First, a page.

Done regularly, system inspections, leak checks, and system repairs save money. Yes, they cost money up front, but you save money in the long run. Finding and repairing leaks as soon as possible avoids wasting refrigerant and energy. A system operating undercharged loses capacity and efficiency – which ultimately costs the building owner in the form of higher utility bills. Neglecting system repairs can also shorten the equipment life. The problem is that these avoided costs feel a bit hypothetical: this is what could happen if....
So, the EPA has come up with a more tangible cost as an extra incentive: fines. If saving on the cost of refrigerant, energy, and system repairs is not enough incentive, consider the recent case of Southeastern Grocers. They recently agreed to a $300,000 civil penalty and to spend to $4.2 million over the next three years to reduce refrigerant leaks and improve company-wide compliance of EPA regulations. But Southeastern Grocers is certainly not alone. Safeway agreed to a $600,000 civil penalty and $4.1 million in system remediation costs, COSTCO agreed to $335,000 civil penalty and $2 million in system remediation costs, and Trader Joe’s agreed to $500,000 civil penalty and $2 million in system remediation costs. So I thought now might be a good time to review some of the basics in terms of what is expected.
As of January, 2019
Leaks in industrial process refrigeration (IPR), commercial refrigeration, and comfort cooling appliances containing 50 pounds or more of refrigerant must be repaired within 30 days if they exceed the EPA established leak rate. The trigger rates are 30% for IPR, 20% for commercial refrigeration, and 10% for comfort cooling. Note that this is a leak rate – you don’t get to wait until 30% of your refrigerant has leaked out. The leak rate must be calculated every time refrigerant is added to a system.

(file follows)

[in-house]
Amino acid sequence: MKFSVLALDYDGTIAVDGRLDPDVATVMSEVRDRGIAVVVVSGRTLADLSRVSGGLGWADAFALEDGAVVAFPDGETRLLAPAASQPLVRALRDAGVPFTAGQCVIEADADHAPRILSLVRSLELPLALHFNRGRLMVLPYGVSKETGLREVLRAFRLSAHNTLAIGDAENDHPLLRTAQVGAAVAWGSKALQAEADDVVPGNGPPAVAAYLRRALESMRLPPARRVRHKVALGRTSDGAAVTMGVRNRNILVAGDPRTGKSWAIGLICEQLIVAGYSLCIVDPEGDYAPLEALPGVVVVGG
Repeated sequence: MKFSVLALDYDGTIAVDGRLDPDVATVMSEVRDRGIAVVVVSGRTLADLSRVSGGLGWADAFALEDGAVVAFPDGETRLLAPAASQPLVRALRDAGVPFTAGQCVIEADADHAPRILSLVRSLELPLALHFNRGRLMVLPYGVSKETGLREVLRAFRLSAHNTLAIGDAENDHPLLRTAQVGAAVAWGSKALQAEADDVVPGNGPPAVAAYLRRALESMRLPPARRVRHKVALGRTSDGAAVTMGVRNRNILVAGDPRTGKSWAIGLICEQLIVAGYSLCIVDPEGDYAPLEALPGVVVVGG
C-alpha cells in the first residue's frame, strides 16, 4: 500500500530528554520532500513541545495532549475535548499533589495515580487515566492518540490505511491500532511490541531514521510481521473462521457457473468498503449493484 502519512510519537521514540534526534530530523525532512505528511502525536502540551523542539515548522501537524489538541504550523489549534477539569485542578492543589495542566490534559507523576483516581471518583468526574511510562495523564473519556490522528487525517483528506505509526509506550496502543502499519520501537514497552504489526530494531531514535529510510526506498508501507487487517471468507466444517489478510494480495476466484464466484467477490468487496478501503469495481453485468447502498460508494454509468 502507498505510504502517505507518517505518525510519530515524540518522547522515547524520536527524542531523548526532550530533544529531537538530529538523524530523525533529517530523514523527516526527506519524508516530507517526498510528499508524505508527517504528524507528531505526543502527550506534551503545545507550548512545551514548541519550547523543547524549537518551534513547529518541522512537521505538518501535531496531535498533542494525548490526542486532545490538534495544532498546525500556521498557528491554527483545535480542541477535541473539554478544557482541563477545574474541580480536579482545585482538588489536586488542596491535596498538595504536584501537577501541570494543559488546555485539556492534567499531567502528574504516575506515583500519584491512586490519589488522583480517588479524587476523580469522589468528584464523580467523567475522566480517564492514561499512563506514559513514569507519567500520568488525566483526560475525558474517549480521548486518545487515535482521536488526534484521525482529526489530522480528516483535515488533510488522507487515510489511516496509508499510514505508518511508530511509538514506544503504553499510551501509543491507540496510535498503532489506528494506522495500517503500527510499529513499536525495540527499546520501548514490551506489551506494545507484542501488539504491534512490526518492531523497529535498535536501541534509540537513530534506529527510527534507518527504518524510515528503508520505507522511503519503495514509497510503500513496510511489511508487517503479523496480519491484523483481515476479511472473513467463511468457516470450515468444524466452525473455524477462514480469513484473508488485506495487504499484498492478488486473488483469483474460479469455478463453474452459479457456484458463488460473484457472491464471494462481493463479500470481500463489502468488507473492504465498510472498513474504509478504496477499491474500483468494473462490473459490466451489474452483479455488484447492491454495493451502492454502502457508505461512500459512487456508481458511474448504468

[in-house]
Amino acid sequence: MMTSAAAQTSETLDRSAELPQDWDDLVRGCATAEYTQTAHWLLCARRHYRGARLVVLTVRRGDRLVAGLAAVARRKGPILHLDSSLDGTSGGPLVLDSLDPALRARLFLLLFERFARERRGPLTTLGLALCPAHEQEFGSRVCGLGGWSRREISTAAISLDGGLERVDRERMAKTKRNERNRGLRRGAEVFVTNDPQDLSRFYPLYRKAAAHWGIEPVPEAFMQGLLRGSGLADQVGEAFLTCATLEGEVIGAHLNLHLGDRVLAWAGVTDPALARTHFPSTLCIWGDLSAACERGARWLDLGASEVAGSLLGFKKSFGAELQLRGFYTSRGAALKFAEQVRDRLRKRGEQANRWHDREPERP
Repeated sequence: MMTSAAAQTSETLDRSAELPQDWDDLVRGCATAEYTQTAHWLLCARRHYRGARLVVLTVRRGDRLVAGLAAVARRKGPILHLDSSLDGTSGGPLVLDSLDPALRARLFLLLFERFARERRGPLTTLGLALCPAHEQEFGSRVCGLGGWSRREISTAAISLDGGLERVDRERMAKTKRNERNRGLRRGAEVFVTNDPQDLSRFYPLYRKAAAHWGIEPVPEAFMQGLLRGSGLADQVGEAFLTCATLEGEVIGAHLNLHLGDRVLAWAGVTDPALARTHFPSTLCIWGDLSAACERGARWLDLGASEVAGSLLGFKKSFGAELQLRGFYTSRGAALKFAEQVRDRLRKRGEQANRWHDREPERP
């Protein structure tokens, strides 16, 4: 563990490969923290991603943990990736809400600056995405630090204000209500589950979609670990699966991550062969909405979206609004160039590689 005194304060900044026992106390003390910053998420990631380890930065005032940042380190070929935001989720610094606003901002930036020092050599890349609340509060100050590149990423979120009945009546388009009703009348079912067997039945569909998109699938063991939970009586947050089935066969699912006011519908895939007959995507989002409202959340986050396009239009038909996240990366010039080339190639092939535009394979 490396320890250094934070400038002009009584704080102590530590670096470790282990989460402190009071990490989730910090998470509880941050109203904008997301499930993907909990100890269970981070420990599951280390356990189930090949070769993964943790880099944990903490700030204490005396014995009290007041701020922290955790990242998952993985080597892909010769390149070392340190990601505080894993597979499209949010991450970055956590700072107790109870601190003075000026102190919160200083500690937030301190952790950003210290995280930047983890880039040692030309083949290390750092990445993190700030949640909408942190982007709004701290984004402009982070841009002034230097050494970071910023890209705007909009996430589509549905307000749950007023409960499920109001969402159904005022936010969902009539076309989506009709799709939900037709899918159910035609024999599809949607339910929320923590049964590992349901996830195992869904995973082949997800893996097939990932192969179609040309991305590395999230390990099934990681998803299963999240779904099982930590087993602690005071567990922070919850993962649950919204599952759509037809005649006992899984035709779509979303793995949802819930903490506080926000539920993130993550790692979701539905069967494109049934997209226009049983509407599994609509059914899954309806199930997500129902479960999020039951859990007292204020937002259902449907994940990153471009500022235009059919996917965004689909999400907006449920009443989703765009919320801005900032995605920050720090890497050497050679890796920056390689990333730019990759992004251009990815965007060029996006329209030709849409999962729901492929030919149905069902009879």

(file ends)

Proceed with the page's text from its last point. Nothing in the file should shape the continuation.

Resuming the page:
After repairing the leak, you are required to perform an initial and follow up test to verify that the leaks have in fact been fixed and the system is operating below the established leak rate. The initial verification is done before adding refrigerant and the follow-up is done after the system has been in service. The verification tests must demonstrate that leaks were successfully repaired. You may conduct as many additional repairs and verification tests as needed within the 30 day repair period. Note- you don’t get another 30 days every time you figure out it still leaks. The process must be completed within 30 days.
You are required to perform regular leak inspections on systems that have exceeded the applicable leak rate until the calculated leak rates found during the inspection indicate the leak rate is below the EPA trigger rate. Commercial Refrigeration and Industrial Process Refrigeration equipment that holds more than 500 lbs of refrigerant must be checked every three months. Commercial Refrigeration and Industrial Process Refrigeration equipment holding between 50 and 500 pounds of refrigerant must be checked annually. Comfort cooling equipment must also be checked annually.
For more details, check out the EPA fact sheet here